Everything you need or want to know about American College Football

American College Football is a rite of passage for many young people, especially young men hoping to break into the National Football League (NFL). It is an American love affair, one that captures the hearts and souls of millions of Americans across the world, and leaves outsiders a little confused and bewildered.

In fact, trying to explain this competition or marvel to outsiders is no easy feat – there’s so many layers, teams, schools and divisions. Even for some seasoned viewers and followers of the sport, American College Football doesn’t make sense. If you’re confused about America’s second-favourite sport, then check out this guide, which has everything you need to know!

What exactly is significant college football?

American College Football, better known as the National Collegiate Athletic Association (NCAA), contains four distinct levels of college football. However, the most essential division you need to be aware of is the Football Bowl Subdivision (FBS) – which is the top division. The second division is called the Football Championship Subdivision, abbreviated as the FCS, followed by Division II and Division III (naturally, the numbering makes it a little confusing).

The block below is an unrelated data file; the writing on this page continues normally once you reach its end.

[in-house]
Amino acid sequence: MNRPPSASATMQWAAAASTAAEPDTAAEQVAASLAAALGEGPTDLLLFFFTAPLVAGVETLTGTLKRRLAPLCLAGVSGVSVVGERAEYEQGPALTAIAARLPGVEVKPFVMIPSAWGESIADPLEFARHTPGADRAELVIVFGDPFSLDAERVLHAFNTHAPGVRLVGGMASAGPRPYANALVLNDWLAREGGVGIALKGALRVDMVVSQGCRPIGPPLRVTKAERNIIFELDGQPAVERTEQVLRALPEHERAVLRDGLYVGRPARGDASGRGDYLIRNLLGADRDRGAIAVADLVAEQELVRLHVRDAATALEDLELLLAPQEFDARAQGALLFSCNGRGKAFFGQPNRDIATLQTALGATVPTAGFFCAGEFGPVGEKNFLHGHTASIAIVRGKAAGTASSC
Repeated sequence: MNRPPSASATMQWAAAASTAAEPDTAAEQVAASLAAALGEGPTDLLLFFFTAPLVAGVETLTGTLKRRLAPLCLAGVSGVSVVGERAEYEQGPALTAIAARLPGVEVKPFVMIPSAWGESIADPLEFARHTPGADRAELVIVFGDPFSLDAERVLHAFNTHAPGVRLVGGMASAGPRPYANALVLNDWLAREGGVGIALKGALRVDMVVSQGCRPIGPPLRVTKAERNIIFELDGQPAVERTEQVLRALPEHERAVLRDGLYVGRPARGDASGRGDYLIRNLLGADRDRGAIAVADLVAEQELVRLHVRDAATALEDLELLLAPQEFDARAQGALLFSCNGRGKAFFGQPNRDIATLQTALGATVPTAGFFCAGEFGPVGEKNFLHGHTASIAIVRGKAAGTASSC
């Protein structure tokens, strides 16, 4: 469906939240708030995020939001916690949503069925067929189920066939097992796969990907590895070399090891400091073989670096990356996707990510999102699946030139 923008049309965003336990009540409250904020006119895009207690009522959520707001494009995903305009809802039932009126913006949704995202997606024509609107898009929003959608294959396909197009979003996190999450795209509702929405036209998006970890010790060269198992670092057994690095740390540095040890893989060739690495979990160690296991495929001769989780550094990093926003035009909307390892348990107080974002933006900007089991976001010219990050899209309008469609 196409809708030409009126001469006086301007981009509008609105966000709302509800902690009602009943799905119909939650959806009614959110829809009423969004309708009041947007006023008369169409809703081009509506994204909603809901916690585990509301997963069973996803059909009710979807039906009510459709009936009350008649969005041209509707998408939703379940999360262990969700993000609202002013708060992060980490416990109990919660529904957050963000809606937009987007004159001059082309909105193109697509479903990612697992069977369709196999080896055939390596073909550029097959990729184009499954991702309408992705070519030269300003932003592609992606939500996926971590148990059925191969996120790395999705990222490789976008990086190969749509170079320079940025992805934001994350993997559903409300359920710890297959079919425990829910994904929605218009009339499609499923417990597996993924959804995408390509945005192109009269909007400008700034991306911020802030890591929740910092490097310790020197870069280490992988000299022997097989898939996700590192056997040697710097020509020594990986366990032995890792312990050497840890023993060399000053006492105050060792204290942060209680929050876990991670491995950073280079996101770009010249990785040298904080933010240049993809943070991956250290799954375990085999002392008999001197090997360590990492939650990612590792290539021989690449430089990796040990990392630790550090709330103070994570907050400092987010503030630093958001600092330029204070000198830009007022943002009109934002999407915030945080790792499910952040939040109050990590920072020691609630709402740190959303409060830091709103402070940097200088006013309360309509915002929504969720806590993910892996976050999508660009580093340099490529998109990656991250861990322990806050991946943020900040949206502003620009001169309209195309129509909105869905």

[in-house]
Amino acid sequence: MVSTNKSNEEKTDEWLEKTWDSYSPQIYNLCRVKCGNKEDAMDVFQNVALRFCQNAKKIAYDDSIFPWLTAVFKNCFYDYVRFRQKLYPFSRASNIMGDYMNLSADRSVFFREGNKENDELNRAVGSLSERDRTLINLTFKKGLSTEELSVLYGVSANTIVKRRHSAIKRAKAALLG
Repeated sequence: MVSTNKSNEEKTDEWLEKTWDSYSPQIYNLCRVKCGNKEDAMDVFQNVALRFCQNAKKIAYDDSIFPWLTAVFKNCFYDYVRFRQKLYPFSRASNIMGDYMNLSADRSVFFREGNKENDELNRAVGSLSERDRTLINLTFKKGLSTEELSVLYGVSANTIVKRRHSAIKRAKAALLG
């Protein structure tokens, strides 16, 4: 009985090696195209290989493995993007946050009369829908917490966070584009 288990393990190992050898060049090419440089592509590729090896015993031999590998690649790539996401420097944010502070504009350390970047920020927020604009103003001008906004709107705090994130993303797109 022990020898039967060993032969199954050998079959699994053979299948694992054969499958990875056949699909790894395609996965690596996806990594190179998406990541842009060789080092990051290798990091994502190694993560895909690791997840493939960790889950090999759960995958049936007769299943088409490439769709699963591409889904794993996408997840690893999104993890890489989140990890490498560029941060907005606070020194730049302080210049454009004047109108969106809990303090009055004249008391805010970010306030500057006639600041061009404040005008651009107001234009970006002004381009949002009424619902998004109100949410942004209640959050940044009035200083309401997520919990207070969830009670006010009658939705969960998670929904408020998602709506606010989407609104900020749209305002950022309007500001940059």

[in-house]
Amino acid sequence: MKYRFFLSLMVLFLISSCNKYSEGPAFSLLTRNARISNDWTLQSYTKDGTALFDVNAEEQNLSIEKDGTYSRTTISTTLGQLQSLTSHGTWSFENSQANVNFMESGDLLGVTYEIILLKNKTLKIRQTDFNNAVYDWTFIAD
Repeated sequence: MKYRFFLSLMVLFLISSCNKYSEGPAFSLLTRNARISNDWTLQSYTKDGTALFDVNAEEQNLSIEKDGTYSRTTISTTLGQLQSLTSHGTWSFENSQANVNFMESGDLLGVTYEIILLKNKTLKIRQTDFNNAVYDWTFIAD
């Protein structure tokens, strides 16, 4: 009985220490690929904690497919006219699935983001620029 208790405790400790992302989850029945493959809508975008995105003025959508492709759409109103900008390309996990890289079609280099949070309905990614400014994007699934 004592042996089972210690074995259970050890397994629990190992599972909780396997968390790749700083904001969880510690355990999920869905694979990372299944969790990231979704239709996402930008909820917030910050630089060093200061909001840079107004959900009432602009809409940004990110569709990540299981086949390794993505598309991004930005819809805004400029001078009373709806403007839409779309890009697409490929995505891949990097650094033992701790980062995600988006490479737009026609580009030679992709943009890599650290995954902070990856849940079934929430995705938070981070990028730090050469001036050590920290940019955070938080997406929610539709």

So, the top division, the FBS, is made up of 124 teams (you read that correctly), which are spread across 11 different conferences. Of these 11 conferences, six of them are characterised as major – the Big East, the Pac-12, the Big 10, the Big XII, the Southeastern Conference and the Atlantic Coast Conference. It’s a little less complicated than the National Basketball Association (NBA), which is comprised of 30 teams, split across two different conferences.